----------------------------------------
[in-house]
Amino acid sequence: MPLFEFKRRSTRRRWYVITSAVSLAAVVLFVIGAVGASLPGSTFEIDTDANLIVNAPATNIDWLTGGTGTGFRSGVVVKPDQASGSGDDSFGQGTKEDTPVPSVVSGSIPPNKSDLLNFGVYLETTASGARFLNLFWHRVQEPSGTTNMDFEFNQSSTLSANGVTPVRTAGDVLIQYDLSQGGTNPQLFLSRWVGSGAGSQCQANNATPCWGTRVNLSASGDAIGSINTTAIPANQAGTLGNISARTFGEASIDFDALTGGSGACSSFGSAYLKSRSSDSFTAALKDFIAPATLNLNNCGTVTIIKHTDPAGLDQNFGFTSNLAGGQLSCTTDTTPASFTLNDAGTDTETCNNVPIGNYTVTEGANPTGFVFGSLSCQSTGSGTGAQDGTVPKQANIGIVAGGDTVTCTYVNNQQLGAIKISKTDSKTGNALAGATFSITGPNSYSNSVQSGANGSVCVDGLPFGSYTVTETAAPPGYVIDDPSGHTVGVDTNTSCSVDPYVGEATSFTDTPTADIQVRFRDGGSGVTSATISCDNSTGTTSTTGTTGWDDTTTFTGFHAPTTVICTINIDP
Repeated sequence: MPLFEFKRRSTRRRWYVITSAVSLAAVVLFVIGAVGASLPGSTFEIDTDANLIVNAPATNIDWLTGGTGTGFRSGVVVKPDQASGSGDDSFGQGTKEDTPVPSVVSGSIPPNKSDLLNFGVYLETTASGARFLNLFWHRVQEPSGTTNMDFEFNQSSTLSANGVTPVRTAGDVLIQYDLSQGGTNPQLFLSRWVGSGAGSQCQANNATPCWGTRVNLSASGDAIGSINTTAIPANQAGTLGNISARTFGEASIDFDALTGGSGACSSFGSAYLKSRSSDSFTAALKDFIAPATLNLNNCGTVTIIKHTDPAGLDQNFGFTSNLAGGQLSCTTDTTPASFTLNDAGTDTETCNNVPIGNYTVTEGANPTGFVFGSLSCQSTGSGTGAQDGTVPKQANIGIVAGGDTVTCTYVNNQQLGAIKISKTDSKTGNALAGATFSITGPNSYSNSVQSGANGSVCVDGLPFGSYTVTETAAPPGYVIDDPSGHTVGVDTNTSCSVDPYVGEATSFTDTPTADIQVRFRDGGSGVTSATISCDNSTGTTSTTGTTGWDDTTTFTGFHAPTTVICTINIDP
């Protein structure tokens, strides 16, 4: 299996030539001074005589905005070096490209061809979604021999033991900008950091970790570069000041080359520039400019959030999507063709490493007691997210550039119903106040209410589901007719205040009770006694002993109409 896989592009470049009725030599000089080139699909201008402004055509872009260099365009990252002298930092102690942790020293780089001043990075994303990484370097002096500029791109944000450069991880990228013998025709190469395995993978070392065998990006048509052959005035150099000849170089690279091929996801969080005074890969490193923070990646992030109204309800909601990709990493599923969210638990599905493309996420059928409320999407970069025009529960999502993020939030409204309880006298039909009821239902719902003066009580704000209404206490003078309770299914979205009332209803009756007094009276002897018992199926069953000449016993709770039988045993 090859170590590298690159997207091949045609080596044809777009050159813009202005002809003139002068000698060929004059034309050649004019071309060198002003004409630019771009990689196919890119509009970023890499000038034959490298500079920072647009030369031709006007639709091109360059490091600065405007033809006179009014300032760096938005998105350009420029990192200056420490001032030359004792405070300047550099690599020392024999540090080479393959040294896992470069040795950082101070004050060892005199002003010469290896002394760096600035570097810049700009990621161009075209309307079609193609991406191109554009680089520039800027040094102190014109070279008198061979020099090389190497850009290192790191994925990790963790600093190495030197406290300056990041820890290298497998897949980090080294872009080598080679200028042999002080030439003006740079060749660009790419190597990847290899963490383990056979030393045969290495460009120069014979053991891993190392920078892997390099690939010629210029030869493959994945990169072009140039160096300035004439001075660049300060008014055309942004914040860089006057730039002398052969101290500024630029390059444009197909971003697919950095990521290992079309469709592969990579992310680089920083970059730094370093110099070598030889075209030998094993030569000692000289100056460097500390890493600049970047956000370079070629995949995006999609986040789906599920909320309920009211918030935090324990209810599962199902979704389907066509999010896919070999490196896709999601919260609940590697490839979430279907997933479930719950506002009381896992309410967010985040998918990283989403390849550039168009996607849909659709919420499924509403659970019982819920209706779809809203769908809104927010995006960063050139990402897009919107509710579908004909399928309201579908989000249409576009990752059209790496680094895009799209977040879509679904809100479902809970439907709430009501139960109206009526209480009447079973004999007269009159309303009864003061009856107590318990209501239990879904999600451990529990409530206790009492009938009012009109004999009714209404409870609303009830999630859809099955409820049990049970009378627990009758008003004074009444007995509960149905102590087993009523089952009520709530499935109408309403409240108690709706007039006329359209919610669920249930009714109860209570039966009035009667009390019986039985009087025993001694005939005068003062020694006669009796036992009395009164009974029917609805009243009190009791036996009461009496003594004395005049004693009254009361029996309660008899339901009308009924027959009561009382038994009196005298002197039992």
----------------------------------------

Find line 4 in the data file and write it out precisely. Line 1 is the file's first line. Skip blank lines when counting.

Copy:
């Protein structure tokens, strides 16, 4: 299996030539001074005589905005070096490209061809979604021999033991900008950091970790570069000041080359520039400019959030999507063709490493007691997210550039119903106040209410589901007719205040009770006694002993109409 896989592009470049009725030599000089080139699909201008402004055509872009260099365009990252002298930092102690942790020293780089001043990075994303990484370097002096500029791109944000450069991880990228013998025709190469395995993978070392065998990006048509052959005035150099000849170089690279091929996801969080005074890969490193923070990646992030109204309800909601990709990493599923969210638990599905493309996420059928409320999407970069025009529960999502993020939030409204309880006298039909009821239902719902003066009580704000209404206490003078309770299914979205009332209803009756007094009276002897018992199926069953000449016993709770039988045993 090859170590590298690159997207091949045609080596044809777009050159813009202005002809003139002068000698060929004059034309050649004019071309060198002003004409630019771009990689196919890119509009970023890499000038034959490298500079920072647009030369031709006007639709091109360059490091600065405007033809006179009014300032760096938005998105350009420029990192200056420490001032030359004792405070300047550099690599020392024999540090080479393959040294896992470069040795950082101070004050060892005199002003010469290896002394760096600035570097810049700009990621161009075209309307079609193609991406191109554009680089520039800027040094102190014109070279008198061979020099090389190497850009290192790191994925990790963790600093190495030197406290300056990041820890290298497998897949980090080294872009080598080679200028042999002080030439003006740079060749660009790419190597990847290899963490383990056979030393045969290495460009120069014979053991891993190392920078892997390099690939010629210029030869493959994945990169072009140039160096300035004439001075660049300060008014055309942004914040860089006057730039002398052969101290500024630029390059444009197909971003697919950095990521290992079309469709592969990579992310680089920083970059730094370093110099070598030889075209030998094993030569000692000289100056460097500390890493600049970047956000370079070629995949995006999609986040789906599920909320309920009211918030935090324990209810599962199902979704389907066509999010896919070999490196896709999601919260609940590697490839979430279907997933479930719950506002009381896992309410967010985040998918990283989403390849550039168009996607849909659709919420499924509403659970019982819920209706779809809203769908809104927010995006960063050139990402897009919107509710579908004909399928309201579908989000249409576009990752059209790496680094895009799209977040879509679904809100479902809970439907709430009501139960109206009526209480009447079973004999007269009159309303009864003061009856107590318990209501239990879904999600451990529990409530206790009492009938009012009109004999009714209404409870609303009830999630859809099955409820049990049970009378627990009758008003004074009444007995509960149905102590087993009523089952009520709530499935109408309403409240108690709706007039006329359209919610669920249930009714109860209570039966009035009667009390019986039985009087025993001694005939005068003062020694006669009796036992009395009164009974029917609805009243009190009791036996009461009496003594004395005049004693009254009361029996309660008899339901009308009924027959009561009382038994009196005298002197039992």